ESSAYS IN CRITICISM.
Acquaintance with the British classics, and contribution of a series of articles to an evening paper.--Colman and Bonnell Thornton.-- Goldsmith again.--Reading of novels.--Objections to history.-- Voltaire.--Youthful theology.--The News.--Critical essays on the performers of the London theatres.--John Kemble and his whims of pronunciation.
I HAD not been as misdirected in the study of prose as in that of poetry. It was many yeas before I discovered what was requisite in the latter. In the former, the very commonplaces of the schoolmaster tended to put me in the right path, for (as I have already intimated) he found the Spectator in vogue, and this became our standard of prose writing.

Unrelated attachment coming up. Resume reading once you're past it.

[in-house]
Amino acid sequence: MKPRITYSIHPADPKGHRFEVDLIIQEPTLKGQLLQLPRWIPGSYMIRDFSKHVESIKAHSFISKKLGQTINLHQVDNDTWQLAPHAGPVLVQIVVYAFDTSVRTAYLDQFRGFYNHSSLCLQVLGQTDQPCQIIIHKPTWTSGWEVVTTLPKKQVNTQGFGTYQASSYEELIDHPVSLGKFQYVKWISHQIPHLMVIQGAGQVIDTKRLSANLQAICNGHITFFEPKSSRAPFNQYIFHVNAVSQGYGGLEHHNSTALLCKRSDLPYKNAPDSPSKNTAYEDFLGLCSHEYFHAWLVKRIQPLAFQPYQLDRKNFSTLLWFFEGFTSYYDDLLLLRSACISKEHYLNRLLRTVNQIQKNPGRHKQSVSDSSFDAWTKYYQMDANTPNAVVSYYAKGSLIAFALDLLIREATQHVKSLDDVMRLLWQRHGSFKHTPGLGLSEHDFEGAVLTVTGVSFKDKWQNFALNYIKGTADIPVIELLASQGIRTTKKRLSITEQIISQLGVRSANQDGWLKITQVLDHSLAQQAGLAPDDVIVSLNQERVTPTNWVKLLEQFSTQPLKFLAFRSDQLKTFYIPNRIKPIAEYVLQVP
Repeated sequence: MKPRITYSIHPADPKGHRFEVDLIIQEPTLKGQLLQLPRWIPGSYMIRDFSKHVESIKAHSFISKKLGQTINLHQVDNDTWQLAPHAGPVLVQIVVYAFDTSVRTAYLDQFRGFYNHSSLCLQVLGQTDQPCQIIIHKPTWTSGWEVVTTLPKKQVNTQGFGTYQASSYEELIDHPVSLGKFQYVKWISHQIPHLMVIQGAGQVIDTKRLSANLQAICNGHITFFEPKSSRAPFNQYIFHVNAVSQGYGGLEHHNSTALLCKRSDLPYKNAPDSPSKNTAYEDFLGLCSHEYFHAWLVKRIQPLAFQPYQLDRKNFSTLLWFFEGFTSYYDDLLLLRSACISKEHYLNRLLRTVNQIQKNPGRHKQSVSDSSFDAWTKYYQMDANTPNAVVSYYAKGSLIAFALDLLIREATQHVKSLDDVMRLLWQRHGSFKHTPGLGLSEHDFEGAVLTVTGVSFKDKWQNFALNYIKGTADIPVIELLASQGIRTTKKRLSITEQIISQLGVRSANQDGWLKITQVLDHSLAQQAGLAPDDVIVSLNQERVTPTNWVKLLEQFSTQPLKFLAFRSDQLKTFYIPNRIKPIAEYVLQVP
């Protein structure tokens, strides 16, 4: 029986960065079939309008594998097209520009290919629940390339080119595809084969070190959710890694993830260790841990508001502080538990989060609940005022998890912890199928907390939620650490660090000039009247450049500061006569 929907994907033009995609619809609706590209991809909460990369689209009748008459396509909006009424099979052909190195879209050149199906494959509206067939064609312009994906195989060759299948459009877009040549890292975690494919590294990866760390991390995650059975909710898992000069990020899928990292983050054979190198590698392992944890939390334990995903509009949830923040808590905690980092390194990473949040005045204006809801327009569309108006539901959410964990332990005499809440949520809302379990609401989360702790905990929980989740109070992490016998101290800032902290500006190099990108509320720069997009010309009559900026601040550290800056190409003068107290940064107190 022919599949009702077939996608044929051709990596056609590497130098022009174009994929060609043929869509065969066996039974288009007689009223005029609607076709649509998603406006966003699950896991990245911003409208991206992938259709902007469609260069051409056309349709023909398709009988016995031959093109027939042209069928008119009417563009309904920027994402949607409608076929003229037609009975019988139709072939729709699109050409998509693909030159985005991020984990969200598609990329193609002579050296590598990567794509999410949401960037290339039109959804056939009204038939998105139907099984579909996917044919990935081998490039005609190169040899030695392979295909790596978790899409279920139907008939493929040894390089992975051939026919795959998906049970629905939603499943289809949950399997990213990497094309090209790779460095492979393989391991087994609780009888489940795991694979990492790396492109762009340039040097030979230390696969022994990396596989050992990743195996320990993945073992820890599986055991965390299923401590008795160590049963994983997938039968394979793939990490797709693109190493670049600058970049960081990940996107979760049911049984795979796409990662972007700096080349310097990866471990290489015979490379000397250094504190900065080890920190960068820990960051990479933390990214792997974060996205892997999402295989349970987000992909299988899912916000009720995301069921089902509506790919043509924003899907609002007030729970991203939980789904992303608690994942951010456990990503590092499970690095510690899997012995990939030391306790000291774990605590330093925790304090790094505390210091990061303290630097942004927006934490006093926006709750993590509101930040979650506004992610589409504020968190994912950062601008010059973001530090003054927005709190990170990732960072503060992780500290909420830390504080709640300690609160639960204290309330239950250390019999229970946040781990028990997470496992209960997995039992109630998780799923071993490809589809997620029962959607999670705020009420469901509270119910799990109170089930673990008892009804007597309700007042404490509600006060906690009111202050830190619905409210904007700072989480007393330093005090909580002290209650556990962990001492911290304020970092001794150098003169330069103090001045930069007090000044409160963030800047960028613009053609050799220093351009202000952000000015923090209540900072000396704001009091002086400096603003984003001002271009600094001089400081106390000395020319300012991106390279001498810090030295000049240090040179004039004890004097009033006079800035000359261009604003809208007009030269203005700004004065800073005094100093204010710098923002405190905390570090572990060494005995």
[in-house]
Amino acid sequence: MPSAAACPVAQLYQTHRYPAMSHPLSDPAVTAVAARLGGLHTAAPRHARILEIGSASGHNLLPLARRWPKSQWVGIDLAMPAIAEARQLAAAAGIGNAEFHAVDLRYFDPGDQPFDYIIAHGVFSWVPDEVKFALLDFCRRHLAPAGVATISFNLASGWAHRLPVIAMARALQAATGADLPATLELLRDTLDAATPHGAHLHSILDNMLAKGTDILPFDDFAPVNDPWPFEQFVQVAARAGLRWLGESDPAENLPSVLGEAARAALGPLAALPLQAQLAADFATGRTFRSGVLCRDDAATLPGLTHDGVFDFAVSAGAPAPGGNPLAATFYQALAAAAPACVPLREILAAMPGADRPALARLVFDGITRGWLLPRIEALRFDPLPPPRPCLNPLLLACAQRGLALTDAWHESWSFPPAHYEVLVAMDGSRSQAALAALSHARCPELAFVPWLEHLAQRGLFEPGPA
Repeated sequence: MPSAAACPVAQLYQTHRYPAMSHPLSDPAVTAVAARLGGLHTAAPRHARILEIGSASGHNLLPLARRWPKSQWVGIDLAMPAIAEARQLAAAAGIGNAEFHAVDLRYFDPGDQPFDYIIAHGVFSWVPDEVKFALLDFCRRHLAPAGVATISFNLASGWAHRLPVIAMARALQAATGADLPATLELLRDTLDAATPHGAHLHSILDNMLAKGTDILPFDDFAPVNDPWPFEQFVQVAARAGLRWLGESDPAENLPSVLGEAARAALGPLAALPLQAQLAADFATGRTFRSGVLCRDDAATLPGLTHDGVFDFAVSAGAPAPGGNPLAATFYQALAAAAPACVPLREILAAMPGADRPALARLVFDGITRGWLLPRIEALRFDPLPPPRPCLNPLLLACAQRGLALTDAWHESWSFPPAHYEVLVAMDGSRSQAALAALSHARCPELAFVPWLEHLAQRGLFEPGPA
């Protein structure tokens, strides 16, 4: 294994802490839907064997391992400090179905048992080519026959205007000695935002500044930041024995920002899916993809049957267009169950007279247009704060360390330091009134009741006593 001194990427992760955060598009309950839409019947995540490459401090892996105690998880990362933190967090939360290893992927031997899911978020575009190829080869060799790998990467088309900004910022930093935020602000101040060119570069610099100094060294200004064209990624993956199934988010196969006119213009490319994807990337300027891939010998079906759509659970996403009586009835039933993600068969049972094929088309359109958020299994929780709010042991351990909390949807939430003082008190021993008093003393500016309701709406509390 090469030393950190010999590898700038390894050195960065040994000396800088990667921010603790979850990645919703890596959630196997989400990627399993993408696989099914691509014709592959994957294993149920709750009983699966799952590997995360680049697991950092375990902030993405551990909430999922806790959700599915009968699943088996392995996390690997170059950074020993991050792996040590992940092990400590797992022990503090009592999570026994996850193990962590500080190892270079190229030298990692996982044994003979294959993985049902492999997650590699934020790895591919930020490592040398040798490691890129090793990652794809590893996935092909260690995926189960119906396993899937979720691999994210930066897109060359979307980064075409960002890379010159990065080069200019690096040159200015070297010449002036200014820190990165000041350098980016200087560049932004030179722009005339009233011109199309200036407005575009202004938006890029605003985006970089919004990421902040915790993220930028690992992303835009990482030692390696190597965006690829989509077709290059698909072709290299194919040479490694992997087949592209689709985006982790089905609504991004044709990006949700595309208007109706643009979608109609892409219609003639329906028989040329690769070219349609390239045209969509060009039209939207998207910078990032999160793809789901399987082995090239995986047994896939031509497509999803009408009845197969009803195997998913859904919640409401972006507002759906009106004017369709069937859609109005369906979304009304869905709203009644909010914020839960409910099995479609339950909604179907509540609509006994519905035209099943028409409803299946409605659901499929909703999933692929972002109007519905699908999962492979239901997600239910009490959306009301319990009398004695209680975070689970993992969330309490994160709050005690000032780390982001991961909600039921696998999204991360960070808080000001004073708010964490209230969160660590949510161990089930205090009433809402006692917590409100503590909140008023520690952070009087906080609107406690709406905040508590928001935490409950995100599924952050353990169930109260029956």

It is true (as I have also mentioned) that in consequence of the way in which we were taught to use them by the schoolmaster, I had become far more disgusted than delighted with the charming papers of Addison, and with the exaction of moral observations on a given subject. But the seed was sown, to ripen under pleasanter circumstances; and my father, with his usual good-natured impulse, making me a present one day of a set of the British classics, which attracted my eyes on the shelves of Harley, the bookseller in Cavendish-street, the tenderness with which I had come to regard all my school-recollections, and the acquaintance which I now made for the first time with the lively papers of the Connoisseur, gave me an entirely fresh and delightful sense of the merits of essay writing. I began to think that when Boyer crumpled up and chucked away my "themes" in a passion, he had not done justice to the honest weariness of my anti-formalities, and to their occasional evidences of something better.
The consequence was a delighted perusal of the whole set of classics (for I have ever been a "glutton of books"); and